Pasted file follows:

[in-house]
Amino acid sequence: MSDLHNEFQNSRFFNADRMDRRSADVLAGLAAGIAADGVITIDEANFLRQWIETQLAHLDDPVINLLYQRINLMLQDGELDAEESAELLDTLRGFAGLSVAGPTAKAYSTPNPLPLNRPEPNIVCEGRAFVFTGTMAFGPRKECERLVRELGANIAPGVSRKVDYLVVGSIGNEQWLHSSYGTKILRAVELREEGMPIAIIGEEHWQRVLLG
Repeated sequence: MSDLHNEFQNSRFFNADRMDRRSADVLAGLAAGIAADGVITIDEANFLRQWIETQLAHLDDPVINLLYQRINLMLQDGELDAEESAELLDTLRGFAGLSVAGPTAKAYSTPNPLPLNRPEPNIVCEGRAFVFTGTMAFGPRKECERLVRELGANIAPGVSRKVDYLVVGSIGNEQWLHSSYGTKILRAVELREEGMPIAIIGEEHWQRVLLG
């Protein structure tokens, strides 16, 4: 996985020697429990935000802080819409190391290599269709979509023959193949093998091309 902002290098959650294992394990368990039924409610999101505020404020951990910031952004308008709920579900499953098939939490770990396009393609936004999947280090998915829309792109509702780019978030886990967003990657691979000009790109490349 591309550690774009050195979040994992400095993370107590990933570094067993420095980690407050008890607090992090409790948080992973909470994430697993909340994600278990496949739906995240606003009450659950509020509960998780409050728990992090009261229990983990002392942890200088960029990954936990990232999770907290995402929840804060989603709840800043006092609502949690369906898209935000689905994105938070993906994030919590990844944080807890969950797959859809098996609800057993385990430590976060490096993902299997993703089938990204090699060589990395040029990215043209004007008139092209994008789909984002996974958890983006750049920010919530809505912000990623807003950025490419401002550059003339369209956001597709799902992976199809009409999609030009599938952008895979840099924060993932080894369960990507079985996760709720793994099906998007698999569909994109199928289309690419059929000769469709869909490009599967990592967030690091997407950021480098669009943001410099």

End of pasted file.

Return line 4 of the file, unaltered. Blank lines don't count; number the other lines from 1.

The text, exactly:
């Protein structure tokens, strides 16, 4: 996985020697429990935000802080819409190391290599269709979509023959193949093998091309 902002290098959650294992394990368990039924409610999101505020404020951990910031952004308008709920579900499953098939939490770990396009393609936004999947280090998915829309792109509702780019978030886990967003990657691979000009790109490349 591309550690774009050195979040994992400095993370107590990933570094067993420095980690407050008890607090992090409790948080992973909470994430697993909340994600278990496949739906995240606003009450659950509020509960998780409050728990992090009261229990983990002392942890200088960029990954936990990232999770907290995402929840804060989603709840800043006092609502949690369906898209935000689905994105938070993906994030919590990844944080807890969950797959859809098996609800057993385990430590976060490096993902299997993703089938990204090699060589990395040029990215043209004007008139092209994008789909984002996974958890983006750049920010919530809505912000990623807003950025490419401002550059003339369209956001597709799902992976199809009409999609030009599938952008895979840099924060993932080894369960990507079985996760709720793994099906998007698999569909994109199928289309690419059929000769469709869909490009599967990592967030690091997407950021480098669009943001410099």